for 67–79% of the total N2 production. Thus, in this sediment, anammox was more important than denitri?cation in the removal of ?xed nitrogen. However, the relative importance of anammox in nitrogen removal is highly variable, and in some cases anammox activity has not been detected (Fig. 2A). The relative importance of anammox in sediments was originally correlated with sediment mineralization rate and water depth [33]. Thus, in the initial reports of anammox activity, anammox was responsible for 67, 24 and 2% of the N2 production in the sediment of Skagerrak S9 (700 m), Skagerrak S6 (380 m) and Aarhus Bay (16 m), respectively. Water depth and sediment mineralization are generally related because with a deeper water column a larger fraction of the organic matter is mineralized during transport to the sediment, and the organic loading of the sediment is thus lower. Although anammox was relatively more important at the deepest site of the Skagerrak, the absolute rates of anammox were 3–4 times higher at the two shallower sites (see Fig. 2). This pattern was also observed in a study of anammox and denitri?cation in 7 sediments [10] which ranged from the deep Skagerrak with a very low sediment mineralization rate, to the highly active sediment of Long Island Sound. Overall, a good negative correlation was observed between the relative importance of anammox and sediment mineralization rate. Also, similar to the original observations, anammox rates only varied by a factor of 6 between the stations, whereas, denitri?cation rates varied by a factor of 114, and was almost linearly dependent on the sediment mineralization rate. In the Thames estuary the relative importance of anammox in N2 formation was linearly correlated with sediment organic content [34]. Out of six stations, sampled along the estuary from the discharge area of two very big sewage treatment works in London, to the North Sea, only one site deviated from this pattern. The organic content decreased from the discharge area, where anammox was responsible for 8% of the N2 production, towards the sea, where anammox accounted for only 1% of the N2 production. Two explanations were offered for this trend. Since anammox was originally discovered in sewage treatment it was argued that the Thames is seeded by anammox bacteria from the sewage plant discharge. In this model the largest population of anammox bacteria is located closest to the discharge. Alternatively, the relationship between anammox and sediment organic content may arise because a higher organic content leads to a higher NO? 3 reduction which may lead ? to a higher NO2 release and thus more NO? 2 available for anammox [34]. In two other studies, the relative importance of anammox was linked to the availability of NO? 3 . Risgaard-Petersen et al. [22] compared 2 sites in 2 shallow Danish estuaries (<1 m deep) and found that anammox accounted for between 4 and 26% of the N2 production at the Randers Fjord site but was undetectable in Norsminde Fjord. They attributed this difference to different NO? 3 availability in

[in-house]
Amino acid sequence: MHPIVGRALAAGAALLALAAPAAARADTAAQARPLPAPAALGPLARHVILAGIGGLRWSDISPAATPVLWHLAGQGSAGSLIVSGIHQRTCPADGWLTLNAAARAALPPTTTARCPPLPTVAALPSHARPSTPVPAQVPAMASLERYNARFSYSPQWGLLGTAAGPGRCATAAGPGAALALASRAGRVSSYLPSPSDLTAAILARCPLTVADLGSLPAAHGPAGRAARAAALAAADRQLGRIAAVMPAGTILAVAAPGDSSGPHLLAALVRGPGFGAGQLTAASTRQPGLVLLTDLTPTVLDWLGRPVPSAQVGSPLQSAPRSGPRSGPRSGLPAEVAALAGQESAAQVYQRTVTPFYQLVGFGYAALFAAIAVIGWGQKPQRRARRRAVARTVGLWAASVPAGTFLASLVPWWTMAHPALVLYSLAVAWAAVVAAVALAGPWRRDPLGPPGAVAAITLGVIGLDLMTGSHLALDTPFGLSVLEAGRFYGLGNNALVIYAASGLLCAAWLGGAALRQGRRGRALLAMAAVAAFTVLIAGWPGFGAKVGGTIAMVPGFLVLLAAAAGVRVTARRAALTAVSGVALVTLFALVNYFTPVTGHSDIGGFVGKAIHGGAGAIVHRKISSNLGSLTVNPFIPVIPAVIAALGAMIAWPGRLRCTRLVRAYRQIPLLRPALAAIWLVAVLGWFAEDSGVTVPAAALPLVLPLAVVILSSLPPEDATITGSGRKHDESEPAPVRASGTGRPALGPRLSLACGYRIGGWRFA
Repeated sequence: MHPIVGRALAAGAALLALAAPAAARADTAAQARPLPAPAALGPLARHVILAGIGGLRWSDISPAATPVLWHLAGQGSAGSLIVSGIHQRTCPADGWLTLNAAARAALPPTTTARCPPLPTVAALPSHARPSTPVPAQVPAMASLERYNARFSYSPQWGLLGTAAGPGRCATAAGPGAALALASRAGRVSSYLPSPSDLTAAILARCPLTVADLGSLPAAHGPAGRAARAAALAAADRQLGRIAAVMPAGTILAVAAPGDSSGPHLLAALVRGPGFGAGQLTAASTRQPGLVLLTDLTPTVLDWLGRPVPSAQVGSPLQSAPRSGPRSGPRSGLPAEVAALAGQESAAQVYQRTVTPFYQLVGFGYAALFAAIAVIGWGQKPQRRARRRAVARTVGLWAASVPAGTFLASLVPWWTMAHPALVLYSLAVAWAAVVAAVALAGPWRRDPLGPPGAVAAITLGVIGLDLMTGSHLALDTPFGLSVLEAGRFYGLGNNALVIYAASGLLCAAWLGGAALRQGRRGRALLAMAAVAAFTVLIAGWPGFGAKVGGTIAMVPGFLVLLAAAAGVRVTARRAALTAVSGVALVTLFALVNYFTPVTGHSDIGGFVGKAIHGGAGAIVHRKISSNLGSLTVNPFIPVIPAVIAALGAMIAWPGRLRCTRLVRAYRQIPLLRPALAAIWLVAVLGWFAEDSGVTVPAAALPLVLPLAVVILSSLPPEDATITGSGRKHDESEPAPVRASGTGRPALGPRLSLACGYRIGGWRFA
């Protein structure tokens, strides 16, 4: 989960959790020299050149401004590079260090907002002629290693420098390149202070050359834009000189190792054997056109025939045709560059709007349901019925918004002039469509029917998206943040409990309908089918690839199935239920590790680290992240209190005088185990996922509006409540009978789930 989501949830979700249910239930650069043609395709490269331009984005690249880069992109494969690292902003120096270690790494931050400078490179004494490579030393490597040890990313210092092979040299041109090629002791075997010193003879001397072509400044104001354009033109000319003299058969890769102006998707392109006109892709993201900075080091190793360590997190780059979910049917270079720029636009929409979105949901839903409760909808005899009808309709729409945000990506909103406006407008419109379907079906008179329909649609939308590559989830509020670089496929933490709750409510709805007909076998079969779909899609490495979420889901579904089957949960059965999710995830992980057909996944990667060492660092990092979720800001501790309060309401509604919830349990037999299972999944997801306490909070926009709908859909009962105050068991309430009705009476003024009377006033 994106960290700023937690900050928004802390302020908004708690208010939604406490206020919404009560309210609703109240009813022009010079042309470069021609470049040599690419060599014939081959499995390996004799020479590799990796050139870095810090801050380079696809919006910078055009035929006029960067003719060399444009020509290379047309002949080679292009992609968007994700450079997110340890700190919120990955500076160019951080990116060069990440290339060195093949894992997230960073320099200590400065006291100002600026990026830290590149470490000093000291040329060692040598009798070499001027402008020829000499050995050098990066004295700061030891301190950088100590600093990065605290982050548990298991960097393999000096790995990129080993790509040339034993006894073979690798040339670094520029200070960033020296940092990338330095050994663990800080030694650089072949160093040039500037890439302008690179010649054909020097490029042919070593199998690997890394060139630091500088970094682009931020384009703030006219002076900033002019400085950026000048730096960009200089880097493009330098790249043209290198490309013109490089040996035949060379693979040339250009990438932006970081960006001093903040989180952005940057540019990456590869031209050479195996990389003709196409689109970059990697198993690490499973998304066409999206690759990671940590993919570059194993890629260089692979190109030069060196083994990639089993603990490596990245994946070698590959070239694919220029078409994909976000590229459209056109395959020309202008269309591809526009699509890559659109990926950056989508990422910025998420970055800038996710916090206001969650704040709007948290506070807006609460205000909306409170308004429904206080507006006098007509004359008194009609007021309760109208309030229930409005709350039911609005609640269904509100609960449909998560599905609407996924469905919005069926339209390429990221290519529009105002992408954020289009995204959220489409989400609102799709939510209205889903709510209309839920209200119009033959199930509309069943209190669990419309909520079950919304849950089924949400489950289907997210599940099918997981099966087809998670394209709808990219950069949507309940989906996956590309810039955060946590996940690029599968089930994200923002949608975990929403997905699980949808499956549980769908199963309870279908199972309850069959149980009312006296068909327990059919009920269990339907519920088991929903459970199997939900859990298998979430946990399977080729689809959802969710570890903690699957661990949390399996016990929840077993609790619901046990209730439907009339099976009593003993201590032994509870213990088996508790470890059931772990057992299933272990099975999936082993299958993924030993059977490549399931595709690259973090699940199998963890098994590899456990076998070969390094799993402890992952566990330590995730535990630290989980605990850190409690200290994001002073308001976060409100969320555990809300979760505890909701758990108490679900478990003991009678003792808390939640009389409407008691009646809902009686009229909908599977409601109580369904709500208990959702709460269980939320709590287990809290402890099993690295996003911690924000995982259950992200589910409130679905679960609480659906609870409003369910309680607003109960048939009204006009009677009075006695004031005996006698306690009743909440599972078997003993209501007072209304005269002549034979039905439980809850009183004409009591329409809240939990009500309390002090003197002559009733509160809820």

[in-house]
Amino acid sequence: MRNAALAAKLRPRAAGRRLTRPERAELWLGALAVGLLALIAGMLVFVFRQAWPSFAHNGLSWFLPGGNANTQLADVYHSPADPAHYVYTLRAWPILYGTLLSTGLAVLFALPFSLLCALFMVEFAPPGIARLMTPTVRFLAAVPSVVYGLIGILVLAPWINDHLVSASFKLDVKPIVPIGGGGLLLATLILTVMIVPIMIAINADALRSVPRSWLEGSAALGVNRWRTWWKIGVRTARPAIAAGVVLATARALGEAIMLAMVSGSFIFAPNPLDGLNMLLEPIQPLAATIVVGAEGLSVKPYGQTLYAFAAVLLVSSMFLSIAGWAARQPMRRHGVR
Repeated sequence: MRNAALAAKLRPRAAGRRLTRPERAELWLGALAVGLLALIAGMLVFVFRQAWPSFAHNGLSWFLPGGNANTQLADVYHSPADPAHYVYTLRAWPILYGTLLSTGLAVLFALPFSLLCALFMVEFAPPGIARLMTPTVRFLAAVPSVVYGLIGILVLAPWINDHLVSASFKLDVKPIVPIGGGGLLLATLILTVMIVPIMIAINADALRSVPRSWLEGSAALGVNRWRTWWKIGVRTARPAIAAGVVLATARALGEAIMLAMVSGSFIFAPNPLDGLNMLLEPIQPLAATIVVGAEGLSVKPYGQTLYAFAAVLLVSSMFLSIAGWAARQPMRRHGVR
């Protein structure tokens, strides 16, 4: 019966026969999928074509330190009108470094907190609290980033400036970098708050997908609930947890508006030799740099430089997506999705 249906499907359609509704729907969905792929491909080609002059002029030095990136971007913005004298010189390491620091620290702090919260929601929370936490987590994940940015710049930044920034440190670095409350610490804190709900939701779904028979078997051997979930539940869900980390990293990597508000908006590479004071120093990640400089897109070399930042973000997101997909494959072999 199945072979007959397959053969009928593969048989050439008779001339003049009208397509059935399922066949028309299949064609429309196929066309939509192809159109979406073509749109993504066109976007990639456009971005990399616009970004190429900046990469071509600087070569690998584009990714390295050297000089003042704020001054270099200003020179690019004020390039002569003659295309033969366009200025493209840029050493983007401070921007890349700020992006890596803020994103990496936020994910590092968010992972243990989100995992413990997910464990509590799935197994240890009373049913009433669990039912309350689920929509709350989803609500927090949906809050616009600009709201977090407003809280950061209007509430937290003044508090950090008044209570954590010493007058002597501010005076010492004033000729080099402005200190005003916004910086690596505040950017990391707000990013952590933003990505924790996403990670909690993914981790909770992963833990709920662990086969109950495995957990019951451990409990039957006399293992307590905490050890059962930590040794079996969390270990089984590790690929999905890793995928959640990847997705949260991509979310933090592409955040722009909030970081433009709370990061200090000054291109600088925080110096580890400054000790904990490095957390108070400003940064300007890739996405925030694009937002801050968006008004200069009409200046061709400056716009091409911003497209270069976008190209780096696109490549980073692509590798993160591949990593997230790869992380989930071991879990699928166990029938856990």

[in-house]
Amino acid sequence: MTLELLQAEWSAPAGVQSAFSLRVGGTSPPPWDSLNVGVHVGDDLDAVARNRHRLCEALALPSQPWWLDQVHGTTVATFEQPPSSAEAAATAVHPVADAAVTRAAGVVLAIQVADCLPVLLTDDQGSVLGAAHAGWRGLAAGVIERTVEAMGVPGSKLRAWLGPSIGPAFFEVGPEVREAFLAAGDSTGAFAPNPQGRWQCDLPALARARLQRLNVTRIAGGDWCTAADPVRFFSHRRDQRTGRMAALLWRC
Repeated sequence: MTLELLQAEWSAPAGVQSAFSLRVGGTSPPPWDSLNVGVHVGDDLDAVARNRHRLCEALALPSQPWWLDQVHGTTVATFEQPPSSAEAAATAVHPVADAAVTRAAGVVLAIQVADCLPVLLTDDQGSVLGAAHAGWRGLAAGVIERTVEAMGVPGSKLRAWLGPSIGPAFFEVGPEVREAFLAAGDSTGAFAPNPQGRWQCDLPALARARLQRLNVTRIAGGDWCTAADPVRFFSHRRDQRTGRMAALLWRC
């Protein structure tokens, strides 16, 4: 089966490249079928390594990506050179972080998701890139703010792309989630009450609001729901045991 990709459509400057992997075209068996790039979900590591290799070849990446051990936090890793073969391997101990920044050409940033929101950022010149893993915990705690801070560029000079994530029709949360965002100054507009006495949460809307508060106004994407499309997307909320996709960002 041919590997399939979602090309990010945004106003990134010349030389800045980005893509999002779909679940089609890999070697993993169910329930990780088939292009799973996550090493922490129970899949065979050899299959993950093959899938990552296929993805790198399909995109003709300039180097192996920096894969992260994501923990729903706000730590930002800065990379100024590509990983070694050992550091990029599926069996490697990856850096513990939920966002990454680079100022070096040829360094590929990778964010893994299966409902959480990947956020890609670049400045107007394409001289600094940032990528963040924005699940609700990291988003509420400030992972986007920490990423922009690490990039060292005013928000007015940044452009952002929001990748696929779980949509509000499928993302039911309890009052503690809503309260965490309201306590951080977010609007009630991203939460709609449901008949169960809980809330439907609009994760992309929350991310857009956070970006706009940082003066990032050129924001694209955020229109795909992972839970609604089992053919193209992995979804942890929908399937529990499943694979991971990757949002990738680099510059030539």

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Fig. 2. Relative anammox (anammox/total N2 production ×100%) (A) and absolute rates of anammox (B) and denitri?cation (C) measured in jar experiments with homogenized sediment. Rates and relative anammox are estimated from 15 NO? 3 addition experiments. The water depth, station name and reference are given on the x -axis. nd: not determined; bdl: below detection limit; ud: unpublished data. In Norsminde Fjord, Greece and Spain, only the relative contributions of the 2 processes was measured.

the sediment. In Randers Fjord, NO? 3 in the water column and nitri?cation rates in the sediment are high year round, and microsensor pro?les of porewater NO? 3 in the sediment showed that NO? penetrated into the anoxic part of 3 ? the sediment. In darkness, NO3 concentration decreased from 23 ?M at 1.4 mm depth (oxic–anoxic interface) to zero at a depth of 3.7 mm. In the light, O2 penetrated to a depth of 2.8 mm, where the NO? 3 concentration was 20 ?M, and NO? penetrated to 5.5 mm. In Norsminde 3 Fjord, however, NO? concentrations were low in the water 3 column in the summer months. Also, the sediment was covered with benthic microalgae which, through active uptake, further suppressed sediment NO? 3 concentrations. Indeed,

micropro?les showed that there was no measurable NO? 3 in the anoxic zone of the sediment. In continental shelf sediments from East and West Greenland, anammox was relatively important, ranging from 1 to 35% of the N2 production at 11 sites with water depths ranging from 36 to 100 m [25]. In this study, area-based rates of anammox activity were estimated from whole core incubations with 15 NO? 3 [23], and a striking linear correlation (R 2 = 0.96) between bottom water NO? 3 concentrations and area-based, absolute rates of anammox appeared. The NO? 3 concentrations in arctic bottom waters are rather stable over the year, so the NO? 3 concentration at the time of sampling is a good indicator of the general NO? 3 availability in those